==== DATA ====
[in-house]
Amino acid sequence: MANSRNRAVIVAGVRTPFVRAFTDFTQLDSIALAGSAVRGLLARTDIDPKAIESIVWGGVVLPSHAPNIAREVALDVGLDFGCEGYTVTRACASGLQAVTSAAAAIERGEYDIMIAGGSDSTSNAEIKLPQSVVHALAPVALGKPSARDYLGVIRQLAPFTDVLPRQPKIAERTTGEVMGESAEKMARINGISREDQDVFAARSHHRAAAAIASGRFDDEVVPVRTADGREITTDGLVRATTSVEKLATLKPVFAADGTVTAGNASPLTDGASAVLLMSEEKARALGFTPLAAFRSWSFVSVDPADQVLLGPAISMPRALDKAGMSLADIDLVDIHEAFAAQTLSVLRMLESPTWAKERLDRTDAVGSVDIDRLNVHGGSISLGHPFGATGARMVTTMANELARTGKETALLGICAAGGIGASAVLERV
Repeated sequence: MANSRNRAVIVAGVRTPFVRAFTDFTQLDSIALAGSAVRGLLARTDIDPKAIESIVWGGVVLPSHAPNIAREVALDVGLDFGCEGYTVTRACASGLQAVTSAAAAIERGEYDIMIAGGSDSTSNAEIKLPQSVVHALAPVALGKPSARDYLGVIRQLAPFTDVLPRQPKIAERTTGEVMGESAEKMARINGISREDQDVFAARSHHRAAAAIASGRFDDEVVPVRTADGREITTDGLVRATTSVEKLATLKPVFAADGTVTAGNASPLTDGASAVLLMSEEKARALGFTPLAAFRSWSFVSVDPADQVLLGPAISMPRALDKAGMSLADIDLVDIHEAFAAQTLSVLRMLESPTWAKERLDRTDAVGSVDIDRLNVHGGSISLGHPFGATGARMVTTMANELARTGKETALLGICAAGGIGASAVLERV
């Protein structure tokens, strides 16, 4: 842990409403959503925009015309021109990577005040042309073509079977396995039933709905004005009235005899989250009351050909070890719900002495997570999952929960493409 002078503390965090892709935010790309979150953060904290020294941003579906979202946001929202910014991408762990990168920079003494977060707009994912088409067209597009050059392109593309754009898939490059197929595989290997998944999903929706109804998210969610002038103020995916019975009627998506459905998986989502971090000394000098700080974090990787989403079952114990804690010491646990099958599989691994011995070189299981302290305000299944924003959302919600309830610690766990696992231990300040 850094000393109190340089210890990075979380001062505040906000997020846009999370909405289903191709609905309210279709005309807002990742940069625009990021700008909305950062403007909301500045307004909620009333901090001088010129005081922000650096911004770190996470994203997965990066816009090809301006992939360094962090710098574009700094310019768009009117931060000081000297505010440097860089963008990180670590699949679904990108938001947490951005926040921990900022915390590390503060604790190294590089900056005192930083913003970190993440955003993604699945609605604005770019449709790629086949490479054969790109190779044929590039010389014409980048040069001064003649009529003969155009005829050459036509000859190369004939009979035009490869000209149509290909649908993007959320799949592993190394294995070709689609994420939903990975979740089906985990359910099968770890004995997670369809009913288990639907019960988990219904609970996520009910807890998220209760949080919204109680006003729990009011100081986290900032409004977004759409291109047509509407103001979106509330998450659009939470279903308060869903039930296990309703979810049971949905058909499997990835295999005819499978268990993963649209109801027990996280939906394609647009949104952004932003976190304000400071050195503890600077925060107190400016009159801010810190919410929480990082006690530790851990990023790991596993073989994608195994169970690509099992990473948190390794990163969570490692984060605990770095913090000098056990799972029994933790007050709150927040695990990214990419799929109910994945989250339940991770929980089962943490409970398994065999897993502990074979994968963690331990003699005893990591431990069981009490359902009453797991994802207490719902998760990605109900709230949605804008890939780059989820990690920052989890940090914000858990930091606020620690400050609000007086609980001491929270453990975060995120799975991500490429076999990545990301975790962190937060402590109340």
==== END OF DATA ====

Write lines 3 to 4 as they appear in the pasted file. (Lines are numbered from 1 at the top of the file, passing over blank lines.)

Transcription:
Repeated sequence: MANSRNRAVIVAGVRTPFVRAFTDFTQLDSIALAGSAVRGLLARTDIDPKAIESIVWGGVVLPSHAPNIAREVALDVGLDFGCEGYTVTRACASGLQAVTSAAAAIERGEYDIMIAGGSDSTSNAEIKLPQSVVHALAPVALGKPSARDYLGVIRQLAPFTDVLPRQPKIAERTTGEVMGESAEKMARINGISREDQDVFAARSHHRAAAAIASGRFDDEVVPVRTADGREITTDGLVRATTSVEKLATLKPVFAADGTVTAGNASPLTDGASAVLLMSEEKARALGFTPLAAFRSWSFVSVDPADQVLLGPAISMPRALDKAGMSLADIDLVDIHEAFAAQTLSVLRMLESPTWAKERLDRTDAVGSVDIDRLNVHGGSISLGHPFGATGARMVTTMANELARTGKETALLGICAAGGIGASAVLERV
């Protein structure tokens, strides 16, 4: 842990409403959503925009015309021109990577005040042309073509079977396995039933709905004005009235005899989250009351050909070890719900002495997570999952929960493409 002078503390965090892709935010790309979150953060904290020294941003579906979202946001929202910014991408762990990168920079003494977060707009994912088409067209597009050059392109593309754009898939490059197929595989290997998944999903929706109804998210969610002038103020995916019975009627998506459905998986989502971090000394000098700080974090990787989403079952114990804690010491646990099958599989691994011995070189299981302290305000299944924003959302919600309830610690766990696992231990300040 850094000393109190340089210890990075979380001062505040906000997020846009999370909405289903191709609905309210279709005309807002990742940069625009990021700008909305950062403007909301500045307004909620009333901090001088010129005081922000650096911004770190996470994203997965990066816009090809301006992939360094962090710098574009700094310019768009009117931060000081000297505010440097860089963008990180670590699949679904990108938001947490951005926040921990900022915390590390503060604790190294590089900056005192930083913003970190993440955003993604699945609605604005770019449709790629086949490479054969790109190779044929590039010389014409980048040069001064003649009529003969155009005829050459036509000859190369004939009979035009490869000209149509290909649908993007959320799949592993190394294995070709689609994420939903990975979740089906985990359910099968770890004995997670369809009913288990639907019960988990219904609970996520009910807890998220209760949080919204109680006003729990009011100081986290900032409004977004759409291109047509509407103001979106509330998450659009939470279903308060869903039930296990309703979810049971949905058909499997990835295999005819499978268990993963649209109801027990996280939906394609647009949104952004932003976190304000400071050195503890600077925060107190400016009159801010810190919410929480990082006690530790851990990023790991596993073989994608195994169970690509099992990473948190390794990163969570490692984060605990770095913090000098056990799972029994933790007050709150927040695990990214990419799929109910994945989250339940991770929980089962943490409970398994065999897993502990074979994968963690331990003699005893990591431990069981009490359902009453797991994802207490719902998760990605109900709230949605804008890939780059989820990690920052989890940090914000858990930091606020620690400050609000007086609980001491929270453990975060995120799975991500490429076999990545990301975790962190937060402590109340």